Japan’s Best Female Fighters Yoshida and Fujioka are Ready to Compete Against the World
By David A. Avila
(Photo by Al Applerose)
Warrior cultures such as Japan’s and other countries with similar history seem to develop a taste for prizefighting even among the women. Despite a lack of interest by its own big sports promoters, the Japanese women move forward.
Nothing stops them.
Ever since Japan legalized female boxing in the early 2000s its participants have dominated the lower weight classes for two decades.
World champions like Naoko Fujioka, Miyo Yoshida and others now seek to cross the Pacific Ocean to test their skills against American fighters. Most of the Japanese fighters consider the USA to be the true test especially in the lower weight classes from 102 to 118 pounds.
“I want to make a name for myself as a world champion in America,” said Yoshida who twice won world titles in the 115-pound weight limit super flyweight division.
Yoshida and many other Japanese fighters seek the challenge of fighting in front of American audiences under the big glowing lights of Las Vegas, New York or Los Angeles. Its their dream and recently a trio of champions arrived on American shores to pursue it.
“I want to shine on the big stage,” Yoshida said.
Earlier this year, Naoko Fujioka, the boxer known as Japan’s greatest female fighter, battled against America’s Marlen Esparza in a flyweight world title unification bout in San Antonio, Texas. It was a furious battle between the two world champions and Esparza was declared the winner by decision.
Fans were excited by the action and ferocity displayed by both flyweights. It was shown worldwide by DAZN streaming services and the fighters received plaudits for their abilities.
“American audiences love aggressive fighting styles. I have to become a boxer who can take down a foe with a blow,” said Fujioka who has won five division world titles, more than any other woman in history except the great Amanda Serrano who has seven.
Both Yoshida and Fujioka have aggressive styles.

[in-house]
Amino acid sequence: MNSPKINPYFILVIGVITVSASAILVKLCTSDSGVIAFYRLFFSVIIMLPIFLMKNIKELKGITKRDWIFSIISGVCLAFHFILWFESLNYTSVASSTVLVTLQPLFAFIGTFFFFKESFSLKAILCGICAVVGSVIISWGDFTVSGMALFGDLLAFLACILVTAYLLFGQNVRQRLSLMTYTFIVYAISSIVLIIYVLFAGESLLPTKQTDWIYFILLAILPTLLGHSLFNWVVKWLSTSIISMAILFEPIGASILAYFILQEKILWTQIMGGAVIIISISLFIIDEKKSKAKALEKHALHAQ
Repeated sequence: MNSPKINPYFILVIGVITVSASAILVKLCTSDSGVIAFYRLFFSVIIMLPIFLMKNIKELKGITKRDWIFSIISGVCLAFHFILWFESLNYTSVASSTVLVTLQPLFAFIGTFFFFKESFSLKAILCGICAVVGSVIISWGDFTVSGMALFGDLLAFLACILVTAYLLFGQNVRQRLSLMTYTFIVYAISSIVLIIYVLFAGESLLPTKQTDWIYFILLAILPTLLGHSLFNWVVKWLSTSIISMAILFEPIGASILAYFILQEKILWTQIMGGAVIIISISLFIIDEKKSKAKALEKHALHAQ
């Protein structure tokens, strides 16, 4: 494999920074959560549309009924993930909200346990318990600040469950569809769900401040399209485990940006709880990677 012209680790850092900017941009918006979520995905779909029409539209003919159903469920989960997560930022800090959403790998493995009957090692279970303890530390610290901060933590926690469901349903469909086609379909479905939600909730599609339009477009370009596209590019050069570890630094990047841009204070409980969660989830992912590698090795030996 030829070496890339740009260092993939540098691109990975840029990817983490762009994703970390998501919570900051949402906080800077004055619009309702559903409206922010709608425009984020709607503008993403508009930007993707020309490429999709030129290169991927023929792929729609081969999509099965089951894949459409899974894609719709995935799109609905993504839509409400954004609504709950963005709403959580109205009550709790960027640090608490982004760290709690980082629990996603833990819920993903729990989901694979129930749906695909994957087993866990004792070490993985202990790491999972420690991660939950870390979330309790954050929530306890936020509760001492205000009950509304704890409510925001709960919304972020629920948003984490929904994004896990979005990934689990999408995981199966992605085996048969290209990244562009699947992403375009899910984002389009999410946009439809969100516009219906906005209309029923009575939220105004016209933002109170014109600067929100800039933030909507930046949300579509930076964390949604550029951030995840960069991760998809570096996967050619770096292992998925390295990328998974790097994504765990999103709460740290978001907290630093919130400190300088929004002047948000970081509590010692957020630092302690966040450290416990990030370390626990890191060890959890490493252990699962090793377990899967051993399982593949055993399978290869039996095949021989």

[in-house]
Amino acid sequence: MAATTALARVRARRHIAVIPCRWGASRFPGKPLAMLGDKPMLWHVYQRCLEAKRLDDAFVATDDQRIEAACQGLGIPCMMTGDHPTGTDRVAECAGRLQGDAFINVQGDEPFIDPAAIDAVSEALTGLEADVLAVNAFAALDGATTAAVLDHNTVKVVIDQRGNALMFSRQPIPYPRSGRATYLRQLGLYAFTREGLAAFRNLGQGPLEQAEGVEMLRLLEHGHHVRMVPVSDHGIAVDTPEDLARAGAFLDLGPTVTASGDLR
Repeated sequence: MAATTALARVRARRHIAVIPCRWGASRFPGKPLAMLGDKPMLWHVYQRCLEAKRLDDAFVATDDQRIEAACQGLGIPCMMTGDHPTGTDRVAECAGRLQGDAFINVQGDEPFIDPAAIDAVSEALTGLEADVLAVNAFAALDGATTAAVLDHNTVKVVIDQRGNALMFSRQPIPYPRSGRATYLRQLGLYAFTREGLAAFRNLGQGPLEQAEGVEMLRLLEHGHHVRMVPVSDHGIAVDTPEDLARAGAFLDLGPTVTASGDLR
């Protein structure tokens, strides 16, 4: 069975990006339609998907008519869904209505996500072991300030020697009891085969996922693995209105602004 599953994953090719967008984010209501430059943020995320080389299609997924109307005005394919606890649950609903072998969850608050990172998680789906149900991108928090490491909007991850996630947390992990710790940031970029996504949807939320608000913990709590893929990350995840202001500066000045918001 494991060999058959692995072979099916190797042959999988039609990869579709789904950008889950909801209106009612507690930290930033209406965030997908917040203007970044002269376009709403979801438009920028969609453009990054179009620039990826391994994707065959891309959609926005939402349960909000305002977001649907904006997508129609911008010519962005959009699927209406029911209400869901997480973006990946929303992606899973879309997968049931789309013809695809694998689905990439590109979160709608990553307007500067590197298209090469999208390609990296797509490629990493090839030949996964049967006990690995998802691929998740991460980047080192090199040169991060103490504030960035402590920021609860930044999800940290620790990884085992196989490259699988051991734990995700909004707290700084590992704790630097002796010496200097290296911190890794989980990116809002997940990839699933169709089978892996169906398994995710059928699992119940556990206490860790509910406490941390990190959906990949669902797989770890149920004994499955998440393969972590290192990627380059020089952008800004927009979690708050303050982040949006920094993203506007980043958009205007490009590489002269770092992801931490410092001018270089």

Though Fujioka lost her WBA flyweight title she accepted it and has moved to California to continue her quest of challenging the best in America. She had traveled to California many times in the past five years and discovered another reason it’s called the Golden State. No other place in the world has as many boxing gyms, especially in the Southern California area.
In South El Monte, Fujioka met one of the master trainers in the sport Ben Lira. He’s also considered one of the foremost coaches for women prizefighters and has previously tutored Mariana “Barby” Juarez, Lourdes “Lulu” Juarez and many others.
Fujioka quickly picked up some added skills from Lira, who also has worked with Gennady Golovkin, Miguel Angel Gonzalez, and the late Hector Lopez.
“The best thing about Naoko is she learns quickly and listens,” said Lira, who currently works the corner for Jojo Diaz, Sebastian Fundora and Adrian Corona. “You don’t have to tell her twice.”
Now 47, the always cheerful Fujioka has fought twice in front of large American audiences. It was the fulfillment of a dream and she hopes to continue and is aware that only Bernard Hopkins was able to win a world title in his late 40s. He was 49 when he last held a world title. For women, it was Brooklyn’s Alicia Ashley who also was 49 when she last held a world title.
Fujioka has the ability to join both.
“I’d like to continue challenging fighters in the U.S. as long as I have a chance,” said Fujioka who has fought twice on American shores. She defeated Sulem Urbina in 2021 in Los Angeles. “My ultimate challenge would be Seniesa Estrada.”
Many consider Estrada the best fighter under 126 pounds.
Because she has the ability to fight from 105 pounds to 118 pounds Fujioka has a wide range of possibilities. It’s not just unique to Fujioka but for many other Japanese whose diet consisting of mainly fish and rice. It helps them maintain their lower weight.
Hailing from the southern coast of Japan, the former super flyweight champion Miyo Yoshida visited Southern California three years ago and sparred with several American fighters. She has returned to challenge fighters in the US. She wants to fight the best and be recognized worldwide.
“Due to the cost issue, I don’t have many opportunities to meet overseas players,” said Yoshida who held the WBO super flyweight world title twice. “I have always wanted to fight on the stage of Las Vegas in the United States.”